Can People Who Can't Have Gluten Eat Oats?

Are oats safe on the gluten-free diet?. Getty Images/Frans Lemmens

Question: I can't eat gluten. Can I safely include oats in my gluten-free diet?


It's likely (but not certain) that you can.

There are two potential problems with oats. The first is that oats are almost always cross-contaminated with the gluten grains wheat, barley, and rye since they're all grown in the same fields and harvested, stored and processed with the same equipment. That makes it impossible to tell if you're reacting to the oats themselves or to the gluten cross-contamination in the oats.

You can solve that problem by purchasing only pure oats grown to be free of that cross-contamination (my article Is Oatmeal Gluten-Free? contains some recommendations for safe oat and oatmeal sources).

That brings us to the second potential problem: some people react to oats — even pure, gluten-free oats — the same way they do to gluten grains.

Pure oats don't contain the gluten protein that's responsible for reactions in people with celiac disease and non-celiac gluten sensitivity. But oats are a close relative of wheat, barley, and rye, and they contain a somewhat similar protein called avenin.

Many people with celiac disease can eat oats with no problem, though a small-but-not-insignificant percentage — possibly in the range of 10 to 15 percent — also react to avenin.

So don't rush out and start gorging on oatmeal cookies just yet: experts urge you to check with your doctor before introducing oats (your doctor likely won't want you to try oats unless you're doing well on the gluten-free diet already), and to start very slowly.

I've seen recommendations for trying a tablespoon or two of pure gluten-free oatmeal at first, just to see how you do before you add more.

If you seem to tolerate the oats well, you can increase the amount. The Celiac Sprue Association advises limiting your oat consumption to about 1/2 cup dry oats per day, while the Canadian Celiac Association recommends a slightly larger maximum amount — up to 3/4 cups.

(Note that 3/4 cups of dry oats will make a lot of oatmeal!)

I have non-celiac gluten sensitivity; can I eat oats safely?

Unfortunately, that's not as clear. There just hasn't been any medical research yet on whether people with non-celiac gluten sensitivity react to oats or not.

Anecdotally, it's a mixed bag: some people with gluten sensitivity say they can eat oats just fine, while others say oats make them just as sick as gluten does. So if you have gluten sensitivity, the only way to know if you react to oats or not is to try them and see if you get sick.

Just as with people who have celiac disease, you should start with very small amounts of pure gluten-free oats and build up slowly, watching all the time for your typical glutening symptoms.

I've heard some varieties of oats are less toxic than others. Is that true?

There's some new research that hints at this.

A 2011 Spanish study looked at how components of the immune system, called monoclonal antibodies, reacted to the different oat varieties.

The study found that different oat varieties fall into three groups: significant reactivity with monoclonal antibodies (potentially indicating an immune system reaction akin to a gluten reaction), slight reactivity (potentially indicating a weaker but still noticeable immune system reaction), and no detectable reactivity.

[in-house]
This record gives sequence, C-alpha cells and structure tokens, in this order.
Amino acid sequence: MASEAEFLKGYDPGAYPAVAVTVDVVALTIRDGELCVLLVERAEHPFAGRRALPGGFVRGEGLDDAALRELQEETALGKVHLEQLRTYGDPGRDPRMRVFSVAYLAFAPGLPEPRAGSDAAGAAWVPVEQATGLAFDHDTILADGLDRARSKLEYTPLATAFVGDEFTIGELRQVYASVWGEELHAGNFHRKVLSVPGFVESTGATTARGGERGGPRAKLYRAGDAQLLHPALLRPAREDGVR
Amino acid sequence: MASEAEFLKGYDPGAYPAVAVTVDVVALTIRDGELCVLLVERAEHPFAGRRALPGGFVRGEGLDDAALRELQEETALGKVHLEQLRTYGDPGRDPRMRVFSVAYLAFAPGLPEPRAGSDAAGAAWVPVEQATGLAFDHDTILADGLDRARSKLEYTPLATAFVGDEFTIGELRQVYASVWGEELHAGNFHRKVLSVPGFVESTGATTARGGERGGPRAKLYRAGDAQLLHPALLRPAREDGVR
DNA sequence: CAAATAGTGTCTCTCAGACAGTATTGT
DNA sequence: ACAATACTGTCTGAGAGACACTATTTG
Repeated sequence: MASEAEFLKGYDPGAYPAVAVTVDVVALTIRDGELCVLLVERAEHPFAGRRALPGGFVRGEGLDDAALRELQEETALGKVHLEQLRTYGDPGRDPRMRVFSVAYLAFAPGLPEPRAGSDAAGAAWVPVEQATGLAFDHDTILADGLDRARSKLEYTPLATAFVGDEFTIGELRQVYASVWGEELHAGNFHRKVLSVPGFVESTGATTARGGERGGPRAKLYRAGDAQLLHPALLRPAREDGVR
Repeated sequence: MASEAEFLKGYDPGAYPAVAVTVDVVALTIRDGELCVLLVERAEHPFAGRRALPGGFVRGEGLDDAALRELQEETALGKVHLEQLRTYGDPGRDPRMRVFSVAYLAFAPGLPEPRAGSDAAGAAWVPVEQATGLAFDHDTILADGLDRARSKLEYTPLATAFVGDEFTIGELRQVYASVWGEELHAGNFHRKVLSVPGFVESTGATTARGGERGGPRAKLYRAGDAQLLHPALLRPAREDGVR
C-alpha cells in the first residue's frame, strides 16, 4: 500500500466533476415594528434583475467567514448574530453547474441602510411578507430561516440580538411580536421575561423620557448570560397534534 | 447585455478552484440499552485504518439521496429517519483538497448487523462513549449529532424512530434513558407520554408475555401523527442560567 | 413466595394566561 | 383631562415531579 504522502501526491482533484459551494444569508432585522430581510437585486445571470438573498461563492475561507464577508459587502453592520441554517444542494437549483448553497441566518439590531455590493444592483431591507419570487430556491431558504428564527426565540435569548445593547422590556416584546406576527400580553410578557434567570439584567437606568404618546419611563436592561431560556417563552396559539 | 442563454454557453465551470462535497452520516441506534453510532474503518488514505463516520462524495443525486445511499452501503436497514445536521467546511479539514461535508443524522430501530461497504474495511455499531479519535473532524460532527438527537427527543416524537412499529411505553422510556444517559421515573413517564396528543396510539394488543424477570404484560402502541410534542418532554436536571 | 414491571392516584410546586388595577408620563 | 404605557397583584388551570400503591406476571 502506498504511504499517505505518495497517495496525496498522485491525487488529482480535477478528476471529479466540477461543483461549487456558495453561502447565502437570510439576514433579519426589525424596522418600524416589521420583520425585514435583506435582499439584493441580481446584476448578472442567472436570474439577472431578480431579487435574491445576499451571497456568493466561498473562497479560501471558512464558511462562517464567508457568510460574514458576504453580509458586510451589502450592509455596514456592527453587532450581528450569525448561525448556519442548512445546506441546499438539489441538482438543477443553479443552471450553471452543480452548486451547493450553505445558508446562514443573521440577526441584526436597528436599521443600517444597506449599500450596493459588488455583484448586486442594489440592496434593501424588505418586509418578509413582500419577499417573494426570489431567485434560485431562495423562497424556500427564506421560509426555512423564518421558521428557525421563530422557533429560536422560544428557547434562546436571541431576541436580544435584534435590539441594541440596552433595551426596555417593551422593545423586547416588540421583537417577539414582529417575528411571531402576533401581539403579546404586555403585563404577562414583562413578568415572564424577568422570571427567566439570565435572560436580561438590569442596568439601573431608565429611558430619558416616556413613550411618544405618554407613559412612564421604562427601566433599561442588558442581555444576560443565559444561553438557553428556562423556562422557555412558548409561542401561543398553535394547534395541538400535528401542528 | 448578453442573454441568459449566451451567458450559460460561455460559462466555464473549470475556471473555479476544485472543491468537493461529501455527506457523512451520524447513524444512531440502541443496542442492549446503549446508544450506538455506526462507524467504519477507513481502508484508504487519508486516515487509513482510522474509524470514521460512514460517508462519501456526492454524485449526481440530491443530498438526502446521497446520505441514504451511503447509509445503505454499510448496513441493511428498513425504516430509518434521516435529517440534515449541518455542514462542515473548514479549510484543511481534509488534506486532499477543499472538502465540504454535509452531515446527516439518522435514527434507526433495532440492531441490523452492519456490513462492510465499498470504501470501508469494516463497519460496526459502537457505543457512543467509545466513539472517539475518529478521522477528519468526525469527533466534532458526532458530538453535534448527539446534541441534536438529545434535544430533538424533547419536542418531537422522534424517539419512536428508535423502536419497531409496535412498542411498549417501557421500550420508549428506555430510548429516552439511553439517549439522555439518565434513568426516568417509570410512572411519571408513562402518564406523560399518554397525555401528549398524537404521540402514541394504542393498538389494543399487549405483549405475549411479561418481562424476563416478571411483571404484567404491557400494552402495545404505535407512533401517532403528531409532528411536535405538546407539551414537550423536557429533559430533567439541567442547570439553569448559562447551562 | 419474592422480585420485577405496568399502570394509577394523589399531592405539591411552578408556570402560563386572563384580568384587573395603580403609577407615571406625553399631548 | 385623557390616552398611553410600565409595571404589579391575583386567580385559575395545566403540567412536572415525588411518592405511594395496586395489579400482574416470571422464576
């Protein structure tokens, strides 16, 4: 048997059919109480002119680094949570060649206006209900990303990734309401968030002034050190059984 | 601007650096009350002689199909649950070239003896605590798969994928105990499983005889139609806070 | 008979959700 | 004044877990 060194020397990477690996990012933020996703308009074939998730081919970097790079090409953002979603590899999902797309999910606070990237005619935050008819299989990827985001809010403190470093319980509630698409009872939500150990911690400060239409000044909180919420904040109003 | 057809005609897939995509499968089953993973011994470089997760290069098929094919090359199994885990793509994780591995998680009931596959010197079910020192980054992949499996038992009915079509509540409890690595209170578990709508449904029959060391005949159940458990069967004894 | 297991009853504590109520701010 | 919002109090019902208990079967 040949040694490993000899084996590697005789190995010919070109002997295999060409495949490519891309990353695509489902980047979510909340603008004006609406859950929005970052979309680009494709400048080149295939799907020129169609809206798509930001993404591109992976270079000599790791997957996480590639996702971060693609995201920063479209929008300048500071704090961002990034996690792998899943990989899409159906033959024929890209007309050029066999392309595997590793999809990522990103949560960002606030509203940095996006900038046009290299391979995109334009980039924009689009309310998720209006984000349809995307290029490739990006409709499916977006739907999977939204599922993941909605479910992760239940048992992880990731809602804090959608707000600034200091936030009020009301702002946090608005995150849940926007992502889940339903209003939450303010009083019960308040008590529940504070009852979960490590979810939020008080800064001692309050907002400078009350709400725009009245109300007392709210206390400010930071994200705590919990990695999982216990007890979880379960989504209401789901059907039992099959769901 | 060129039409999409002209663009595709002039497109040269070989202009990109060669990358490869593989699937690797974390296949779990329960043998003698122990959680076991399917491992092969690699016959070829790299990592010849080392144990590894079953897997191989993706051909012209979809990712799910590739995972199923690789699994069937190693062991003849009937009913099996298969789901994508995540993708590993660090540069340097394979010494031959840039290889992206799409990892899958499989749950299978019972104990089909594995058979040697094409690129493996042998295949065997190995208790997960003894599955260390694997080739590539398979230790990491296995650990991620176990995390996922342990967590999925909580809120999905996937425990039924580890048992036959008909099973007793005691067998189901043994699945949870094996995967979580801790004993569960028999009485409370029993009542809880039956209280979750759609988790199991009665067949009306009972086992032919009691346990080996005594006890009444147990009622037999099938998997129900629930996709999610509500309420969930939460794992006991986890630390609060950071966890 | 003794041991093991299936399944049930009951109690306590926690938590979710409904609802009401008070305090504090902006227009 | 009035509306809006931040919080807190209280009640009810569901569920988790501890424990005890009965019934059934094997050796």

"These differences may explain the different clinical responses [to oats] observed in patients suffering from celiac disease and open up a means to identify immunologically safe oat cultivars, which could be used to enrich a gluten-free diet," the authors concluded.

And an Italian study used cell samples from people with celiac to see how those cells reacted to different oat varieties in test tubes. The study concluded that two oat varieties — Avena genziana and Avena potenza — didn't provoke major celiac-specific immune system reactions, at least in the test tube. But the researchers cautioned that both oat varieties did seem to cause some low-level immune system changes in the cell samples.

Research on all of this is ongoing, but it's too early to single out particular oat varieties as safer or less safe for us to eat.

So what's the bottom line — Should I eat oats or not?

That's a question only you can answer (in conjunction with your doctor). As I said, studies show most people with celiac disease can eat relatively small quantities of oats safely, and anecdotal evidence indicates the same may be true for people with non-celiac gluten sensitivity.

If you do decide to introduce oats, make sure to buy only pure gluten-free oats, and don't overdo it while you're still determining how your body reacts.


Celiac Sprue Association fact sheet. Guide to Oats. Accessed March 2, 2013.

Comino I et al. Diversity in oat potential immunogenicity: basis for the selection of oat varieties with no toxicity in coeliac disease. Gut. 2011 Jul;60(7):915-22. doi: 10.1136/gut.2010.225268. Epub 2011 Feb 12.

Maglio M et al. Immunogenicity of two oat varieties, in relation to their safety for celiac patients. Scandanavian Journal of Gastroenterology. 2011 Oct;46(10):1194-205. doi: 10.3109/00365521.2011.603159. Epub 2011 Aug 15.

Pulido OM et al. Introduction of oats in the diet of individuals with celiac disease: a systematic review. Advances in Food and Nutrition Research. 2009;57:235-85. doi: 10.1016/S1043-4526(09)57006-4.

Rashid M et al. Consumption of pure oats by individuals with celiac disease: a position statement by the Canadian Celiac Association. Canadian Journal of Gastroenterology. 2007 Oct;21(10):649-51.

Richman E. The safety of oats in the dietary treatment of coeliac disease. Proceedings of the Nutrition Society. 2012 Nov;71(4):534-7. doi: 10.1017/S0029665112000791. Epub 2012 Aug 29.

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